Spring break. It’s the stuff of nightmares for parents. Keg stands. Bikini contests. Visions of James Franco in cornrows and a grill. But for some moms and dads, worries about the trouble high schoolers might encounter on the beaches of Cancun or Daytona Beach are resolved with one quick fix: They’re coming along.

We learned about this travel trend from several moms of high school seniors who had just returned from an intergenerational trip to the Bahamas. The kids stayed in one hotel, the parents in a more upscale resort nearby, and both groups felt more secure knowing that if, say, someone wound up needing to go to the hospital, or encountering some other sort of emergency on foreign soil, the moms were just a beach-walk away.

moms partying on spring break
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They booked their trip through an agency called GradCity, which offers a Parent Program geared specifically toward groups of moms, dads and soon-to-be grads. GradCity books everyone’s airfare, hotel accommodations, cultural excursions, dining experiences and even parties for the spring breakers. Perhaps most importantly, agency reps chaperone the teens in da club. Reads one parent testimonial: “Everyone that went on the trip had a great time and definitely [has] some great Senior Year memories to last a lifetime... The team at GradCity did a great job taking the kids to the clubs at night and keeping an eye on them. Thanks again. We enjoyed Cancun so much that the parent group is considering a trip in the fall after the kids go off to school!"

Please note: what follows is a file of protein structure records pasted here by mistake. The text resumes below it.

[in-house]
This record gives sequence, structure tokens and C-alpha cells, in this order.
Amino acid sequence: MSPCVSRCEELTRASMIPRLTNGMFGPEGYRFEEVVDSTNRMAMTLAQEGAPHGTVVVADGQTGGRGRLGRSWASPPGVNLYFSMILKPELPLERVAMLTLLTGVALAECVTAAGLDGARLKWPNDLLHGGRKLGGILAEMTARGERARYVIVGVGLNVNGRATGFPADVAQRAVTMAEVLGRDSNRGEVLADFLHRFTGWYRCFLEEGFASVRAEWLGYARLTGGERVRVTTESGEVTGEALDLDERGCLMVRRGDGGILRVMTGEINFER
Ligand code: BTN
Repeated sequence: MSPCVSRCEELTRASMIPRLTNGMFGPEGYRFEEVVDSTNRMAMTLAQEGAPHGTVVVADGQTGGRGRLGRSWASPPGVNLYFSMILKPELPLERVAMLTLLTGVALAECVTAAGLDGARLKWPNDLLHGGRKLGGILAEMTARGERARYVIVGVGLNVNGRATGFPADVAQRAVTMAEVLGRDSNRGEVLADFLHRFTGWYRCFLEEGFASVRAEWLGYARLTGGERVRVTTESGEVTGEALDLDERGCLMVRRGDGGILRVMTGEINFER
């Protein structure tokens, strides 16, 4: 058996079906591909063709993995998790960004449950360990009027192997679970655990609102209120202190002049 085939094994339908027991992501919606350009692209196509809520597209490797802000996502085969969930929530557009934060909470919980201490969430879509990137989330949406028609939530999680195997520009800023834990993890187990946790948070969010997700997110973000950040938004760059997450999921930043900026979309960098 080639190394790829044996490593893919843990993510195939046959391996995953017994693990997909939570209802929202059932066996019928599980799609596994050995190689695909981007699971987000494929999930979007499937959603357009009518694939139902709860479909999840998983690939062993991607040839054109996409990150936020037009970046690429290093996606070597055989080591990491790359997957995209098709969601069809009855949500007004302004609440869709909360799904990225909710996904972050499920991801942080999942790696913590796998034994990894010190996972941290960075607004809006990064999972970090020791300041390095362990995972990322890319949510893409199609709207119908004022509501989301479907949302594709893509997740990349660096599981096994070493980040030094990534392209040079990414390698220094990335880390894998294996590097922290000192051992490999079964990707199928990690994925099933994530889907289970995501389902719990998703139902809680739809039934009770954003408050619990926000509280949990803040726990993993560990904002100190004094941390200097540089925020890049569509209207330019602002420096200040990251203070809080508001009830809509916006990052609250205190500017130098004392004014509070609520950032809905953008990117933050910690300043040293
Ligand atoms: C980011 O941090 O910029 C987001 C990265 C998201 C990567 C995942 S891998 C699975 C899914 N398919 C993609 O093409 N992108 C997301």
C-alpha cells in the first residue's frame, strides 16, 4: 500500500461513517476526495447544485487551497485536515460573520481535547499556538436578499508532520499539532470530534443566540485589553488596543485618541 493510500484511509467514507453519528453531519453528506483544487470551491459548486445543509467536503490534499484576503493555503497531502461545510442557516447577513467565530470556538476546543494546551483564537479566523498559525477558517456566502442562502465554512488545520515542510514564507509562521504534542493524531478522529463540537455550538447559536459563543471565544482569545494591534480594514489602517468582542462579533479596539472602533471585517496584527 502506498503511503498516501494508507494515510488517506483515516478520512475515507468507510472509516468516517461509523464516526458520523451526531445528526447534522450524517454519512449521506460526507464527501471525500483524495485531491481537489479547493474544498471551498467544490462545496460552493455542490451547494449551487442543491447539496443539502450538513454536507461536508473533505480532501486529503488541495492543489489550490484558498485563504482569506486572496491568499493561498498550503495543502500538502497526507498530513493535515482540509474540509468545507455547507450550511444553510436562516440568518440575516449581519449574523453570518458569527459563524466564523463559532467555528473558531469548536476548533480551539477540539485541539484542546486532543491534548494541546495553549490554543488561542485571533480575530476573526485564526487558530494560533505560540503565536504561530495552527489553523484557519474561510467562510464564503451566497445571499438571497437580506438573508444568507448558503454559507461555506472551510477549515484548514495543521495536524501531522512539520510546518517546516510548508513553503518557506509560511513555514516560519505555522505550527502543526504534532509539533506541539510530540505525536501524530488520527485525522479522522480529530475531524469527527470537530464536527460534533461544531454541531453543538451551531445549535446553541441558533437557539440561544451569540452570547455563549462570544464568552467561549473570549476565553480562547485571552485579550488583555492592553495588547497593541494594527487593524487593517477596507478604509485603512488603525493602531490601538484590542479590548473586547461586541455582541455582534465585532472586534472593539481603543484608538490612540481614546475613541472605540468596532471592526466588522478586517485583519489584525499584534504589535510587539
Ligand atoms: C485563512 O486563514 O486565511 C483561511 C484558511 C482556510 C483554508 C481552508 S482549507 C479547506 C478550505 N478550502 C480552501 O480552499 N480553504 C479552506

young woman partying on spring break
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Indeed, the moms we spoke with had little interest in restricting their teens’ fun at the bars and casinos in locales where the legal drinking and gambling age is 18. They simply wanted to be close enough to step in should a crisis arise. In fact, if anyone went wild, it was the over-40 set. “We felt like we were in Bad Moms!” laughed one mom of their hotel shenanigans. “We had the best time!”

 So what to make of all this? One the one hand, it feels like the inevitable destination after 18 years of helicopter parenting—the dangerous zone where attachment and codependence converge. Are these the same parents who will call their child’s boss to advocate for a raise on their behalf? What’s next? Momchella? On the other hand, sign us right on up. When we’re talking about the prospect of a 17-year-old binge drinking for the first time in an international casino, what parent wouldn’t opt for “better safe than sorry?” After all, when your daughter meets a guy named “Dangeruss” at the craps table, wouldn’t you jump at the chance to make sure she walks away?

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